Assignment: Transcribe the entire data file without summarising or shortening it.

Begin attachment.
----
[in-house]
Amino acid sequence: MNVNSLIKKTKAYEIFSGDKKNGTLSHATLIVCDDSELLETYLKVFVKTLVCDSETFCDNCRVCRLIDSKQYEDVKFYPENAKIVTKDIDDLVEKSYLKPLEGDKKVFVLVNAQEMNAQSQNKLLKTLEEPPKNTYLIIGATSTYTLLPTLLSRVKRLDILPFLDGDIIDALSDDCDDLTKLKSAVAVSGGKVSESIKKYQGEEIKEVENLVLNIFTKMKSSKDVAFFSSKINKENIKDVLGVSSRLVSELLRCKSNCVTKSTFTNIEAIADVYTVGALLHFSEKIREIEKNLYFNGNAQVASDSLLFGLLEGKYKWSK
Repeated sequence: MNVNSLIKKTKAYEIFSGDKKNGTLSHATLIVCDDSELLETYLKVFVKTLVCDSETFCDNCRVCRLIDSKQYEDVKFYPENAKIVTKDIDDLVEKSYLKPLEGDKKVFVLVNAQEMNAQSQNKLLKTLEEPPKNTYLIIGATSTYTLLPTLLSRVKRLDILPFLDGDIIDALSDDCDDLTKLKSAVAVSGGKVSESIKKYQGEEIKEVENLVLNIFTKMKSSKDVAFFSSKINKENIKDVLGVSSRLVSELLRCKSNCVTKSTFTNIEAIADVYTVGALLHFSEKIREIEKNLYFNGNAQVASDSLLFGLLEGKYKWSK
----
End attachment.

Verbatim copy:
[in-house]
Amino acid sequence: MNVNSLIKKTKAYEIFSGDKKNGTLSHATLIVCDDSELLETYLKVFVKTLVCDSETFCDNCRVCRLIDSKQYEDVKFYPENAKIVTKDIDDLVEKSYLKPLEGDKKVFVLVNAQEMNAQSQNKLLKTLEEPPKNTYLIIGATSTYTLLPTLLSRVKRLDILPFLDGDIIDALSDDCDDLTKLKSAVAVSGGKVSESIKKYQGEEIKEVENLVLNIFTKMKSSKDVAFFSSKINKENIKDVLGVSSRLVSELLRCKSNCVTKSTFTNIEAIADVYTVGALLHFSEKIREIEKNLYFNGNAQVASDSLLFGLLEGKYKWSK
Repeated sequence: MNVNSLIKKTKAYEIFSGDKKNGTLSHATLIVCDDSELLETYLKVFVKTLVCDSETFCDNCRVCRLIDSKQYEDVKFYPENAKIVTKDIDDLVEKSYLKPLEGDKKVFVLVNAQEMNAQSQNKLLKTLEEPPKNTYLIIGATSTYTLLPTLLSRVKRLDILPFLDGDIIDALSDDCDDLTKLKSAVAVSGGKVSESIKKYQGEEIKEVENLVLNIFTKMKSSKDVAFFSSKINKENIKDVLGVSSRLVSELLRCKSNCVTKSTFTNIEAIADVYTVGALLHFSEKIREIEKNLYFNGNAQVASDSLLFGLLEGKYKWSK